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Karen L. Cox is Professor of History at the University of North Carolina at Charlotte and the founding director of the graduate public history program. She offers a variety of courses in southern history and culture, and offers graduate electives in public history.
Dr. Cox received her BA and MA in history from the University of North Carolina at Greensboro, and her Ph.D. in 1997 from the University of Southern Mississippi. She is the author of two books and numerous essays and articles on the subject of southern history and culture. Her first book, Dixie’s Daughters: The United Daughters of the Confederacy and the Preservation of Confederate Culture, won the 2004 Julia Cherry Spruill Prize from the Southern Association for Women Historians for the Best Book in Southern Women’s History. Her second book, published by UNC Press in 2011, is Dreaming of Dixie: How the South Was Created in American Popular Culture. She is the editor of Destination Dixie: Tourism and Southern History (University Press of Florida, 2012), which won the 2013 Allen G. Noble Award for the best edited collection in North American material culture from the Pioneer America Society. She has just completed a third monograph entitled Goat Castle: A True Story of Murder, Race, and the Gothic South set in 1930s Natchez, Mississippi.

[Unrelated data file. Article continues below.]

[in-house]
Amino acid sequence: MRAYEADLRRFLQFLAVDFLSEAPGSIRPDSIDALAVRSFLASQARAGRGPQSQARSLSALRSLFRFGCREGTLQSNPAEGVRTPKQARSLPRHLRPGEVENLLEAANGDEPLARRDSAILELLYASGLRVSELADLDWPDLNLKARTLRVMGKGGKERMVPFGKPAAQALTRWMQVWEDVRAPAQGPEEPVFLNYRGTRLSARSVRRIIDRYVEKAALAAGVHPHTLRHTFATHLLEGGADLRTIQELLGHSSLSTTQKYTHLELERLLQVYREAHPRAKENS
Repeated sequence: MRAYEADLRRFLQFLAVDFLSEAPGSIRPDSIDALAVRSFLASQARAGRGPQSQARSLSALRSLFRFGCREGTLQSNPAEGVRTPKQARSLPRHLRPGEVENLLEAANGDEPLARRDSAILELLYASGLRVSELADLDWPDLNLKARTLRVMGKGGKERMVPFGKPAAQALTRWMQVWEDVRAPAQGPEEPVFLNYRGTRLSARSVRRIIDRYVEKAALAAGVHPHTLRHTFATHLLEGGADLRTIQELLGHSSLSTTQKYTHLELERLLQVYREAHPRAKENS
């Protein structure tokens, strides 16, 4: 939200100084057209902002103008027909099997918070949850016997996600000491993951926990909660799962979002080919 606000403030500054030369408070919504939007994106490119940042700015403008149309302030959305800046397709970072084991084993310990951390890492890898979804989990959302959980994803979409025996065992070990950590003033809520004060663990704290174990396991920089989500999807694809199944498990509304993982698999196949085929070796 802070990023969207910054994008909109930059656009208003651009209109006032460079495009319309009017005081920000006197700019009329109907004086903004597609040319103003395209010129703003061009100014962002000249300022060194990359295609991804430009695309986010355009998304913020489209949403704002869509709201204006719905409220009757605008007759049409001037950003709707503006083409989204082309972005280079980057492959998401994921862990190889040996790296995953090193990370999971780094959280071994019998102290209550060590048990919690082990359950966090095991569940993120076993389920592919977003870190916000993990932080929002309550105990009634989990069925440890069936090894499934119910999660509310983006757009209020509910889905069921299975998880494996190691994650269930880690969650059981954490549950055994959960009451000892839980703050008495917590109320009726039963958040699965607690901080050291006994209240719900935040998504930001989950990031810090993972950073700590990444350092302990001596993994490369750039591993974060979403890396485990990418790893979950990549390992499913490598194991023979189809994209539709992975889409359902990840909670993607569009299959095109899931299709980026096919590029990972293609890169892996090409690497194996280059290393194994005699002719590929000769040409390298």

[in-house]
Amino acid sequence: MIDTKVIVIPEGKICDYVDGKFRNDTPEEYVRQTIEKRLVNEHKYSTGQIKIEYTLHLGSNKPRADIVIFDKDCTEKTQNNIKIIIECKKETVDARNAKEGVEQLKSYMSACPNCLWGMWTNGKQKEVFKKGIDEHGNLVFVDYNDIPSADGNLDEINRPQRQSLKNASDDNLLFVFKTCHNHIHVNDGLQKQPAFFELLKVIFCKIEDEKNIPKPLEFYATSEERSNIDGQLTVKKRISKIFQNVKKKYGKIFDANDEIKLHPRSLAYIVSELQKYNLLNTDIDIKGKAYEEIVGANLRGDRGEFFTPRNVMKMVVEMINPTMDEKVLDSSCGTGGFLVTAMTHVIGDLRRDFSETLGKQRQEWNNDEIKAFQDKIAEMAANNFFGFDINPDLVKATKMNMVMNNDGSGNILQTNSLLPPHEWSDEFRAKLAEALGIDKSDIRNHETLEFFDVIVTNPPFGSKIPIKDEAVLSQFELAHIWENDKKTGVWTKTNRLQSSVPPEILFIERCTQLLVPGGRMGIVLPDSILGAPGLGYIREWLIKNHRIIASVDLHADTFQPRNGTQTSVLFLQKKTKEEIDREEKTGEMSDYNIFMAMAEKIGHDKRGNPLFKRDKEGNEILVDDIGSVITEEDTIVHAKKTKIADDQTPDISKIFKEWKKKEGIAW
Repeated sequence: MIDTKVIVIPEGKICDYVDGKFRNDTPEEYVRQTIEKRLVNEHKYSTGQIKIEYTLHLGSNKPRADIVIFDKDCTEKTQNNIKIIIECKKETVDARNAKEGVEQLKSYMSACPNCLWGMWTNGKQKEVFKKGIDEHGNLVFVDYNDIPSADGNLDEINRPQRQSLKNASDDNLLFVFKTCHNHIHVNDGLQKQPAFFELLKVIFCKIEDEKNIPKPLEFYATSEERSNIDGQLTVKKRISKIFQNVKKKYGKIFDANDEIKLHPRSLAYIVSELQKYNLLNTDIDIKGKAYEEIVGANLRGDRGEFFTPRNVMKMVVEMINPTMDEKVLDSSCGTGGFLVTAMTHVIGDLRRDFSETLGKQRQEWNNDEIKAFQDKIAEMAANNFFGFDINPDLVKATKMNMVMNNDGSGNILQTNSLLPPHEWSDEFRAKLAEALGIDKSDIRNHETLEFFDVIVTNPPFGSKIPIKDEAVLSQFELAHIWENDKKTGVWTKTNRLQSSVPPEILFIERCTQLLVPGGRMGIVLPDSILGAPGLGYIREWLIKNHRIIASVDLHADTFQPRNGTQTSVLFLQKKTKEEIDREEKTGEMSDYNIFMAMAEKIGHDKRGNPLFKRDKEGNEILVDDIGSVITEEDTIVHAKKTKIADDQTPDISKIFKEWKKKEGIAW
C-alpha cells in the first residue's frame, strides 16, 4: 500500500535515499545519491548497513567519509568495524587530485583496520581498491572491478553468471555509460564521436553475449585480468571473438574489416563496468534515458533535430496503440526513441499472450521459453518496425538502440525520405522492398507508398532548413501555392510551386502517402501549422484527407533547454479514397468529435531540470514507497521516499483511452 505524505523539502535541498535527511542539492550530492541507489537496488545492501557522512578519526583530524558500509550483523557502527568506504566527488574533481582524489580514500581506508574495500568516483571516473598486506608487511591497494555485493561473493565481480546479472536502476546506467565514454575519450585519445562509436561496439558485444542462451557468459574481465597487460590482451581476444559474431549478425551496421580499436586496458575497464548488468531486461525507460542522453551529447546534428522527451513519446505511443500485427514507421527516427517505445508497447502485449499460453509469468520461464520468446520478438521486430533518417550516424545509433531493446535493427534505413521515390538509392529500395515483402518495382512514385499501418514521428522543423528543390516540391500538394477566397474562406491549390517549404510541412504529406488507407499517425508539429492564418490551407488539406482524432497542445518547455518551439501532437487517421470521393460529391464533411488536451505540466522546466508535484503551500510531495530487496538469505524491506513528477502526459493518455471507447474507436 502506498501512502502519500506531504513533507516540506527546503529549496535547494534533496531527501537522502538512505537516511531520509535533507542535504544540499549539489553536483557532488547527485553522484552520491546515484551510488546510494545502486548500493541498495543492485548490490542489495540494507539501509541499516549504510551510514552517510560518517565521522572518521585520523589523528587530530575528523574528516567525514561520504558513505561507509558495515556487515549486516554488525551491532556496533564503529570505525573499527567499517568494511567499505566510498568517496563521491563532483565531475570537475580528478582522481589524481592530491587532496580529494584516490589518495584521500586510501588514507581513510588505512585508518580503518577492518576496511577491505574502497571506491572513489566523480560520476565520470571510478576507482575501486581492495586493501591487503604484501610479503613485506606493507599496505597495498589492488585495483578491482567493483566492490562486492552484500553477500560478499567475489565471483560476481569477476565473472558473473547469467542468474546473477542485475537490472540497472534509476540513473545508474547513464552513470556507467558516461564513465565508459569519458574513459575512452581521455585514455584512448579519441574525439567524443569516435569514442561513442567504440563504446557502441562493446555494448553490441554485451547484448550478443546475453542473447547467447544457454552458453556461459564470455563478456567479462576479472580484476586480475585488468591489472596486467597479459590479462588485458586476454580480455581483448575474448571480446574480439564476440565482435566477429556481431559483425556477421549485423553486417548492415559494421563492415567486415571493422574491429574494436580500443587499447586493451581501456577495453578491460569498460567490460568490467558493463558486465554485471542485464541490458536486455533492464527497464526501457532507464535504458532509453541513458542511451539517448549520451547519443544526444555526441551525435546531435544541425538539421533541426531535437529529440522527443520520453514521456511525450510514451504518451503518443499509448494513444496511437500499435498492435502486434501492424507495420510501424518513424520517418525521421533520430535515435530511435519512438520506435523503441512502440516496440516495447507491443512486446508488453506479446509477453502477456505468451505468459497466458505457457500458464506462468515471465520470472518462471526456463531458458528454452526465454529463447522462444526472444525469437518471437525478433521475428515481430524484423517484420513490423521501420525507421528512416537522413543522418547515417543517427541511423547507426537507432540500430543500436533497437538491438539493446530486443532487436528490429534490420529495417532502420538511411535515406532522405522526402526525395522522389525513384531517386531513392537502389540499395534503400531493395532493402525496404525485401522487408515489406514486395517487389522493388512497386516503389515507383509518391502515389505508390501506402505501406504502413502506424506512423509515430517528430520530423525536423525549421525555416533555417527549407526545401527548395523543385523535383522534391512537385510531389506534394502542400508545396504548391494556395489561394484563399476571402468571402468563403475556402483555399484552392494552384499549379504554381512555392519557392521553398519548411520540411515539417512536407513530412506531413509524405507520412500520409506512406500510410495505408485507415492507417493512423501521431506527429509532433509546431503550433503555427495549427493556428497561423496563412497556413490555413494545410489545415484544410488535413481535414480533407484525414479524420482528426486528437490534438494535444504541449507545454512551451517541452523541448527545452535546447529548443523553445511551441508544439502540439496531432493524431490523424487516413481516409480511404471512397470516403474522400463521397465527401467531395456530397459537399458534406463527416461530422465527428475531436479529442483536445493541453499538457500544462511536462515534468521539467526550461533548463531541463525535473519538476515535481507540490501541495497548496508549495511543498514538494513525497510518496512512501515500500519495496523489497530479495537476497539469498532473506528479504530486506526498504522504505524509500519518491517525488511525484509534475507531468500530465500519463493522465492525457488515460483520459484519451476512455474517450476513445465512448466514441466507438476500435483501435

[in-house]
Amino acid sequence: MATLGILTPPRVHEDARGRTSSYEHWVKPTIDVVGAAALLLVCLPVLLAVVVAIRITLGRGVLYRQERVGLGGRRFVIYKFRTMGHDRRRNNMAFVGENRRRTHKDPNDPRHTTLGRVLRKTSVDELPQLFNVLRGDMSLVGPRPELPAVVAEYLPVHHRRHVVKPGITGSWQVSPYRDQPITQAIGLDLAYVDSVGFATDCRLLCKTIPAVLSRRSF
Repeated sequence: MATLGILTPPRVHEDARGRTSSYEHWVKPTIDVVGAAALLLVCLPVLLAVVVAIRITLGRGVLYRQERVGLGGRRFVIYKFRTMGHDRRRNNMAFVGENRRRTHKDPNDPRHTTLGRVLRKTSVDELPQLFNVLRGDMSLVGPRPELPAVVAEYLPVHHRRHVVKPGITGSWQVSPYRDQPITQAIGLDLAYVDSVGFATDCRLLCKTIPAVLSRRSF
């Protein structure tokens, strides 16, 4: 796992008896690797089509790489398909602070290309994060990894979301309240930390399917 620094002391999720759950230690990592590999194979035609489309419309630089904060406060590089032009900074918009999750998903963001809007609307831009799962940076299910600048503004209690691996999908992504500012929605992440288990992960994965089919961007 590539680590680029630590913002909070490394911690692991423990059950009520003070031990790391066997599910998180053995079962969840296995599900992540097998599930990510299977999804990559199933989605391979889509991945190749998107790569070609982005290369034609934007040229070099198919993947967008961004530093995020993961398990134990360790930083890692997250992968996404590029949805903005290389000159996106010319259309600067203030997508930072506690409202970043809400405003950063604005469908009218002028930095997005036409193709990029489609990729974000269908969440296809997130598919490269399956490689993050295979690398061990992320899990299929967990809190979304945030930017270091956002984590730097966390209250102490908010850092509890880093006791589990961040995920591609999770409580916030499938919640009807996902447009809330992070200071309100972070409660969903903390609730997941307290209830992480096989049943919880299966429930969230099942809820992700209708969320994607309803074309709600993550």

Dr. Cox has published op-eds in the New York Times and Huffington Post and has appeared on C-Span, as well as several radio broadcasts including Canadian Public Radio and, locally, The Mike Collins Show. She is also an OAH Distinguished Lecturer.
She has retired her blog Pop South: Reflections on the South in Popular Culture, but you can still access it. You can follow her on Twitter @sassyprof
Southern history and culture, the South in American culture
Ph.D., University of Southern Mississippi, 1997; B.A. and M.A., UNC Greensboro
Her most recent project investigates the 1932 murder of Jane Surget Merrill, a descendant of the planter aristocracy in Natchez, Mississippi. The case, known locally as the “Goat Castle murder,” provides a unique opportunity to study the decline of the planter aristocracy after the Civil War, the influence of Jim Crow on southern justice, and of the Old South in the American imagination of the 1930s.